Ever since I read The Omnivore's Dilemma by Michael Pollan, my view on what I eat has changed. I've become more aware of not only the quality of food but its source (which, alas, is not to say that I don't still consume my fair share of junk food--but I'm working on it). The book inspired me to at least try to replace over-processed garbage with real food whenever I can. I thought a good place to start would be cutting out breakfast cereals. I'm a fan of a number of them but if I stop to think about it I have to wonder if most of them even really qualify as food. They're sugary, starchy, salty (which I discovered when I had some after a few weeks of avoiding them--suddenly the sodium levels were shockingly noticeable), and pumped full of additives, preservatives, flavourings and vitamins (to make them "healthy," I guess). The fact that you can't make them yourself in your own kitchen is a good sign (as far as I'm concerned) that they are indeed over-processed (seriously, how the heck is cereal made?) Is this really the best choice for the most important meal of the day? I'm thinking not so much. But since I like milk in the morning (and not just a plain glass of it) I decided the best alternative to cereal was to start making my own granola.
And what do you know--it turns out granola is super easy to make (not to mention delicious and--I suspect--cheaper than the store-bought kind, although I haven't done the math). The best part is you can customize it the way you like it. Don't like raisins? Skip them. Love coconut? Go crazy. The recipe I originally started with was meant to be low fat, but I've decided I don't mind fat as much as I mind sugar so I've changed the proportions of the ingredients. You can experiment too, but here's the way I make it...
|This is what I like in my granola but you can go with whatever you prefer.|
|Oats and nuts: the basis of all good granola (although nuts are optional)|
|The honey needs to be gently heated to make it runnier and easier to mix into the oats. I've also started adding coconut oil to the honey, not only because it's good for you but also because I'm trying to get the granola a little crunchier.|
|The oats and nuts after the honey mixture has been stirred in evenly|
|Pour onto a baking sheet...|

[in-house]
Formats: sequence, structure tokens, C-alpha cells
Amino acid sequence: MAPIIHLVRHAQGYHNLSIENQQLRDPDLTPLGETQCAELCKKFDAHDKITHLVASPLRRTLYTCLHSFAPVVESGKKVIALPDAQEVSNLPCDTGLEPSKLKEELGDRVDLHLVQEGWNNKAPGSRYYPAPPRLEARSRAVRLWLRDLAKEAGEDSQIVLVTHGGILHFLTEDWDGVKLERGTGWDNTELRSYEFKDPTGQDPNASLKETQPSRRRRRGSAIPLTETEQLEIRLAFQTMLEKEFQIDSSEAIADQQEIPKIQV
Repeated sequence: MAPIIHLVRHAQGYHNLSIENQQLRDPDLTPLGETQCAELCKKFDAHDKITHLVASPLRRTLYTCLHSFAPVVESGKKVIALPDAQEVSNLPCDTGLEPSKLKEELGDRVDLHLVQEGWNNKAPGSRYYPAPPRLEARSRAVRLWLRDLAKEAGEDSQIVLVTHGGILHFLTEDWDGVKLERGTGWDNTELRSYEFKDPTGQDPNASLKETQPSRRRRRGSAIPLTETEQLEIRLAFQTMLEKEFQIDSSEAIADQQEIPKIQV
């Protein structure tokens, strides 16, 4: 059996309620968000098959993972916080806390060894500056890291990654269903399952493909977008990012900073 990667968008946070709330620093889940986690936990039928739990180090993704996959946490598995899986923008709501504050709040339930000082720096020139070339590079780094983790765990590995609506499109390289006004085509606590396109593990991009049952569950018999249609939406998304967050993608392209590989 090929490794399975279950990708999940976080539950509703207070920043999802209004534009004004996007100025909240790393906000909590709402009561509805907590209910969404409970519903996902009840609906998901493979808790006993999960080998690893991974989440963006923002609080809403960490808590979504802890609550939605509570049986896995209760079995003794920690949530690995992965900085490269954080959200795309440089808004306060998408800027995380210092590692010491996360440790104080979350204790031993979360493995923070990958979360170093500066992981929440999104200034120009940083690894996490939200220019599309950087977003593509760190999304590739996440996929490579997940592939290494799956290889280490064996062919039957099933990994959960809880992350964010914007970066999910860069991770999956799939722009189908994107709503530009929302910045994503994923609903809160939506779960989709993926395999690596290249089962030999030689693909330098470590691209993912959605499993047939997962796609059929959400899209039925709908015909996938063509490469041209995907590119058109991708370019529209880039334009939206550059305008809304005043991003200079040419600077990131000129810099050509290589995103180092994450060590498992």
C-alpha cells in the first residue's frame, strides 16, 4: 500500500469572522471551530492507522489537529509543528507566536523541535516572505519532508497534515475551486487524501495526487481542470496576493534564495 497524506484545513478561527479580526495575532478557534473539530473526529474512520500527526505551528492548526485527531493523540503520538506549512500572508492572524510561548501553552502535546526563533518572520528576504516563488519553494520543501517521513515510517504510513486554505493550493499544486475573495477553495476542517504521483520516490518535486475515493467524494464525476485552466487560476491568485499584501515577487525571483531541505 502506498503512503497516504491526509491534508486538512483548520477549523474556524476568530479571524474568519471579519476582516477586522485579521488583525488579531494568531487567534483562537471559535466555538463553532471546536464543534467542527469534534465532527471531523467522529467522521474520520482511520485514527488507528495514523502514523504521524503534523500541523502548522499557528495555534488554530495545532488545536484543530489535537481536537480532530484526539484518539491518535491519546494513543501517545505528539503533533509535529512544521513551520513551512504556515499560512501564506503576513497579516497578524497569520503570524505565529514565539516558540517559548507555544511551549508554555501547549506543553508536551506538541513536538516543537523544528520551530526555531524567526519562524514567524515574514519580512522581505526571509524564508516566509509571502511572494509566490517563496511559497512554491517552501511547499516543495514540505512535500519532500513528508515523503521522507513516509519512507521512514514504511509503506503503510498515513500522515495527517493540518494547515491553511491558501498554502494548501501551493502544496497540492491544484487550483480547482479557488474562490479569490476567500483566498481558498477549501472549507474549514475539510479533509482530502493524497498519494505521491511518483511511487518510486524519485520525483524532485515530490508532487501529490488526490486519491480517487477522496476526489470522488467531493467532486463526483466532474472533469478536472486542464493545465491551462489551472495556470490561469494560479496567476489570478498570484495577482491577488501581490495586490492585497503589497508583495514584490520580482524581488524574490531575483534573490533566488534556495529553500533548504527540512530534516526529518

|And press into an even layer. This is strangely satisfying.|
|Toasty and golden brown out of the oven|
|Now you get to mix in whatever other goodies you like|
|Ready to eat|
6 cups large-flake rolled oats (you don't need to use large-flake oats but I find they result in a great texture)
1/2 cup slivered, blanched almonds
1/2 cup organic and/or local honey (don't skimp on this) or maple syrup (or a combination)
1/3 cup good-quality coconut oil
1 cup raisins (I like Thompson)
1/2 cup dried cranberries
1/2 cup shredded/desiccated unsweetened coconut
cinnamon (a teaspoon or more, to taste)
Heat honey/maple syrup and coconut oil in a small saucepan over low heat until oil is melted and honey/maple syrup is runny and no longer thick (should only take a few minutes). Meanwhile place oats and almonds in a large bowl. When honey/syrup mixture is ready, pour over oats as you stir to coat evenly.
Preheat oven to 350F.
While oven is preheating, line a large baking sheet with tin foil (don't skip the foil--trust me). Grease foil. Turn oat mixture out onto baking sheet and press into an even layer with the back of a spoon. Bake for 15 to 17 minutes in the preheated oven.
Remove baking sheet from oven and let cool. When cool enough to handle, carefully pull up edges of tin foil so that the granola is more or less contained in the centre. Getting the granola off the baking sheet is the worst part of the granola-making process--pulling up the foil like this helps keep granola from ending up all over your kitchen. Carefully lift foil and pour granola into a large bowl (don't re-use the bowl from before). Add raisins, cranberries, and coconut to the oat mixture in the bowl. Sprinkle with cinnamon to taste. I've found the easiest way to mix the granola is to use a measuring cup to scoop up the mixture and pour it into a storage container. You can store in the granola in any airtight container but I particularly like the Tupperware-type containers that are made for cereal (they have a lid with a pouring spout). That's it! Way easier than I've probably made it sound and you have a nice supply of tasty granola to serve with milk or yogurt or to snack on plain.
Makes about 9 cups of granola.